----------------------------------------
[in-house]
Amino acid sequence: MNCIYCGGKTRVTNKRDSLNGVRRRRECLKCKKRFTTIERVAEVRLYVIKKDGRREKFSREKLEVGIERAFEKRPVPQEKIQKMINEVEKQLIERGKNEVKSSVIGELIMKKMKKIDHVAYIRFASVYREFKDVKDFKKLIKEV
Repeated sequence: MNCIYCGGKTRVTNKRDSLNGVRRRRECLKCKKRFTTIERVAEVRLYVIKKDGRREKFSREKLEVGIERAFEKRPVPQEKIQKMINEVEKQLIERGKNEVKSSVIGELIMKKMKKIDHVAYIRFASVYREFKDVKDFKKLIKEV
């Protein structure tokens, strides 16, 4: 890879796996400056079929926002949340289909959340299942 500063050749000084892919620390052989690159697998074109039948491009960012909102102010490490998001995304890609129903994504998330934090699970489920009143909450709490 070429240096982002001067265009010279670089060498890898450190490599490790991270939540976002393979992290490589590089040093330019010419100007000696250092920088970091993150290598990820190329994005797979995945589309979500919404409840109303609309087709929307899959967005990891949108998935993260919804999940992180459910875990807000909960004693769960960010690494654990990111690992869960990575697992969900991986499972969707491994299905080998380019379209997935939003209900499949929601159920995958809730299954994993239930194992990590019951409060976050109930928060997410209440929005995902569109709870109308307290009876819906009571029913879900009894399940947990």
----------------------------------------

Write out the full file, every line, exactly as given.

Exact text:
[in-house]
Amino acid sequence: MNCIYCGGKTRVTNKRDSLNGVRRRRECLKCKKRFTTIERVAEVRLYVIKKDGRREKFSREKLEVGIERAFEKRPVPQEKIQKMINEVEKQLIERGKNEVKSSVIGELIMKKMKKIDHVAYIRFASVYREFKDVKDFKKLIKEV
Repeated sequence: MNCIYCGGKTRVTNKRDSLNGVRRRRECLKCKKRFTTIERVAEVRLYVIKKDGRREKFSREKLEVGIERAFEKRPVPQEKIQKMINEVEKQLIERGKNEVKSSVIGELIMKKMKKIDHVAYIRFASVYREFKDVKDFKKLIKEV
């Protein structure tokens, strides 16, 4: 890879796996400056079929926002949340289909959340299942 500063050749000084892919620390052989690159697998074109039948491009960012909102102010490490998001995304890609129903994504998330934090699970489920009143909450709490 070429240096982002001067265009010279670089060498890898450190490599490790991270939540976002393979992290490589590089040093330019010419100007000696250092920088970091993150290598990820190329994005797979995945589309979500919404409840109303609309087709929307899959967005990891949108998935993260919804999940992180459910875990807000909960004693769960960010690494654990990111690992869960990575697992969900991986499972969707491994299905080998380019379209997935939003209900499949929601159920995958809730299954994993239930194992990590019951409060976050109930928060997410209440929005995902569109709870109308307290009876819906009571029913879900009894399940947990």